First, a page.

In short, an abundance of material that could have been a great coming-on-top skating story gone overboard due to lack of decent editing and ego checking. Still very entertaining and I still love Plushenko. He didn't have me at hello but he had me at Crazy Bird.

 A skater with Johnny Depp's versatility


Tuesday, December 4, 2012

For gloomy days

Sometimes a skating fan needs a reminder that skating can be good, or fun, or interesting. Maybe you need it as a distraction from a bad day, or after watching a particularly messy GP, or one too many Morozov programs. These are some of the programs and skating clips I watch when I want something happier to focus on:

Lu Chen, The Last Emperor, 1995 Worlds
Oh Lulu, I love you so.

Susanna Rahkamo/Petri Kokko, Quickstep OSP, 1995 Worlds
This is just so joyful and sparkling. 

Stephane Lambiel, Hernando's Hideaway exhibition skate at 1997 Worlds
Dying of cute.

Carolina Kostner, Canon in D at 2007 Worlds 
Most people remember Yu-Na's SP, but for me it was all about Caro. Gorgeous.

Sinead Kerr/John Kerr, Scottish OD at 2008 Worlds
Who doesn't love the Scottish OD?

Nathalie Péchalat/Fabian Bourzat, Circus at 2009 Europeans
 Great fun, and I love Nathalie's reaction at the end

Gala Finale, 2010 Worlds
Basically, this is because of Dai and Mao's entrance and excellent throw.

 Team France K&C antics, 2012 World Team Trophy
Now that's entertainment.

This doesn't mean that these are the best performances ever; that's a subject for a different post (expect Lulu to show up there as well). But sometimes, I'm looking for something fun rather than something difficult or brilliantly executed.

What are some of the skates and skating clips that cheer you up?

Sunday, December 2, 2012

Balancing act

Features for step sequence levels, from ISU Communication 1724:

1) Simple variety (Level 2), variety (Level 3), complexity (Level 4) of turns and steps throughout (compulsory)
2) Rotations (turns, steps) in either direction (left and right) with full body rotation covering at least 1/3 of the pattern in total for each rotational direction
3) Use of upper body movements for at least 1/3 of the pattern
4) Two different combinations of 3 difficult turns (rockers, counters, brackets, twizzles, loops) quickly executed within the sequence

Use of upper body movements means the visible use for a combined total of at least 1/3 (instead of 1/2) of the pattern of the step sequence any movements of the arms, head and torso that have an effect on the balance of the main body core.

The IJS has done a lot of good in developing more stringent requirements for step sequences and spins. Where once skaters could get away with treating these elements as an afterthought, now you do so at your own peril; nobody wants to see a column of level 1s and 2s in under their name. As a result, step sequences are now more difficult and more demanding of the skaters. This is good; interesting steps and spins can add a lot to a program.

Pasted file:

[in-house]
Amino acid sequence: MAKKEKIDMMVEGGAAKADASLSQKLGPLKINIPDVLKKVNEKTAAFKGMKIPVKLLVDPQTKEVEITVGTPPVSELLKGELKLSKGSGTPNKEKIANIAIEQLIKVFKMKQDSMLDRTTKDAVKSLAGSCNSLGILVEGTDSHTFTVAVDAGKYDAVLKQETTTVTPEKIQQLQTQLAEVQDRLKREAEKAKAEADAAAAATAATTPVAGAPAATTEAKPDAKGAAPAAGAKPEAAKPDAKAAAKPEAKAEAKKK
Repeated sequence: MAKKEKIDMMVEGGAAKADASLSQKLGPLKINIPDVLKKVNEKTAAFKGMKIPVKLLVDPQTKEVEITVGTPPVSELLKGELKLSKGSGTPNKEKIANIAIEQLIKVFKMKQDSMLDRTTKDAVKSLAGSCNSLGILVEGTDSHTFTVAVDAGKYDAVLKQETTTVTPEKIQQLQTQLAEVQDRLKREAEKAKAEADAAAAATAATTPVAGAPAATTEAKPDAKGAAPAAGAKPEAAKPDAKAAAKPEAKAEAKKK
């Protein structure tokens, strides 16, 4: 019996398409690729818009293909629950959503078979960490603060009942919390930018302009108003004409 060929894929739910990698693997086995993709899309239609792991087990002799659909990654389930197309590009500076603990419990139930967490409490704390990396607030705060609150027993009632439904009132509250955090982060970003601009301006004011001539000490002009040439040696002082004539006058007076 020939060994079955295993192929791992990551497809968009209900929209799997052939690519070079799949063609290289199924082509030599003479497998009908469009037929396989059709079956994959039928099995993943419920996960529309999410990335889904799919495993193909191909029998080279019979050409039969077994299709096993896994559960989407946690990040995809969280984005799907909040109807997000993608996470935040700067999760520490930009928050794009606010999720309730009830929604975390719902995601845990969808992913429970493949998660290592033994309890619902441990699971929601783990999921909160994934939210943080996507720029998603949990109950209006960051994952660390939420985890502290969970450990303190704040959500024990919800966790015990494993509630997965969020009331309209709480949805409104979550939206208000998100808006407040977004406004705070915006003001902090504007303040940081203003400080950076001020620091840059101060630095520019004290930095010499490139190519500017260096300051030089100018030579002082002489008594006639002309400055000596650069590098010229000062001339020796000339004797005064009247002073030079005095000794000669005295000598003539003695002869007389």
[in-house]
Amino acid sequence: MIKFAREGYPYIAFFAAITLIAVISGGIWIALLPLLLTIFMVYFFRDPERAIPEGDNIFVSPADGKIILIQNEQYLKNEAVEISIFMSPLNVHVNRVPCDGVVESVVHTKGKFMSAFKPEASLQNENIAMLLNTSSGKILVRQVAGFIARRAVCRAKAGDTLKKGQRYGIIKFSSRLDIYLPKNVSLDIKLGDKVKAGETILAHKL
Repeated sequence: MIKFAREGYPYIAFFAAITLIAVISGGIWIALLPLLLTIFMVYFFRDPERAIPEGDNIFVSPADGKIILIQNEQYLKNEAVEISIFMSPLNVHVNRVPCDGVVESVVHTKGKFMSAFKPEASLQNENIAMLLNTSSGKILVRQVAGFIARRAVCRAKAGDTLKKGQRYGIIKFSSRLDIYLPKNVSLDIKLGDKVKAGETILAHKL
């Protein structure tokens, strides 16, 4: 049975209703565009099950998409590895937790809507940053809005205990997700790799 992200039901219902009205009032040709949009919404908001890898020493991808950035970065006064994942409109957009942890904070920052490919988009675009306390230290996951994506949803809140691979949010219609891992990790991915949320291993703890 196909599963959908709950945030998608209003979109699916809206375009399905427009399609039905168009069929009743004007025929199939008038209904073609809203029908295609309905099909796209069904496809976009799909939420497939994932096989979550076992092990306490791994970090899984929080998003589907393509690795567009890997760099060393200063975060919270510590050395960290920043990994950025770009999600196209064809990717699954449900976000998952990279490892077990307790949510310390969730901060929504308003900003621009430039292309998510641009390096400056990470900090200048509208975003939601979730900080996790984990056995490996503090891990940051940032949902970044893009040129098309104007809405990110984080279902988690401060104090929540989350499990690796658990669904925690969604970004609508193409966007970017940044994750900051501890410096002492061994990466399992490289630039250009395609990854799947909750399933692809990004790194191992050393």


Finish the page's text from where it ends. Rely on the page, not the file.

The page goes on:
Not so good: with upper body movement an important feature of the high-level step sequence, we are now subject to much flailing, leaning, and otherwise overly enthusiastic movements. However, some skaters and choreographers appear to have followed Tim Gunn's approach and have tried to make it work - not only technically, but also as part of the concept of the program. Did they succeed?

2008: A Black Swan


Daisuke Takahashi and Nikolai Morozov brought a hip-hop twist to the familiar Swan Lake, allowing Takahashi to incorporate a variety of steps and body movement into his short program and its step sequences. The result: wild acclaim. My take: I can see that it's difficult, but the steps sequences have always felt disjointed to me. Give me the Bachelorette exhibition over this any day.

2010: I'm like a bird



Evan Lysacek turned to Lori Nichol to choreograph his Olympic season programs, and Firebird was the chosen SP music. Lysacek and Nichol studied birds and tried to mimic their movement in the program. The result: Olympic gold. My take: the inspiration seemed to come from the rulebook more than from the birds.

2010: What shall we do with a drunken pirate?


Nikolai Morozov was the choreographer for Javier Fernandez's Pirates of the Caribbean LP, in which Fernandez portrayed a drunken Jack Sparrow (I assume), giving him license to flail about, off balance and seemingly tipsy, throughout the program. The result: Fernandez received his first level 4 at the 2010 World Championships. My take: it might not be high art, but at least it's a good excuse for all that flailing and staggering about.

Inspired by this effort, I recently discussed with several fellow skating fans what other program concepts might give sufficient artistic license to engage in a lot of upper body movement, in addition to the standard technical license to do so because it's difficult. The following possibilities were suggested: 
  • Don Quixote and the windmills.
  • Fighting with monsters, zombies etc.
  • Battles with flies, mosquitoes, or other airborne insects (like this, except more difficult); just imagine if Lysacek had skated to Hitchcock's The Birds - the possibilities!
  • Portrayal of various hysterical characters.
  • The usual standby: a dramatic sword fight.

Did we miss any other interesting ideas? 

Busting Skating Myths: Slaughter on 10th Avenue

Remember two season's ago when Rachael Flatt chose Slaughter on 10th Avenue for her Long Programme? No? Never mind, just note that the general response was that she would probably hardly win a thing with that music. Why? Well, while not a bad choice in itself, apparently, there was one of those skating curses attached to it because there had never been a skater who won a competition skating to that music. The skating world is full of superstition but, lo and behold, that season Rachael Flatt did, indeed, not win a competiton with that Long Programme, which begs the question: Is there some substance to this curse after all?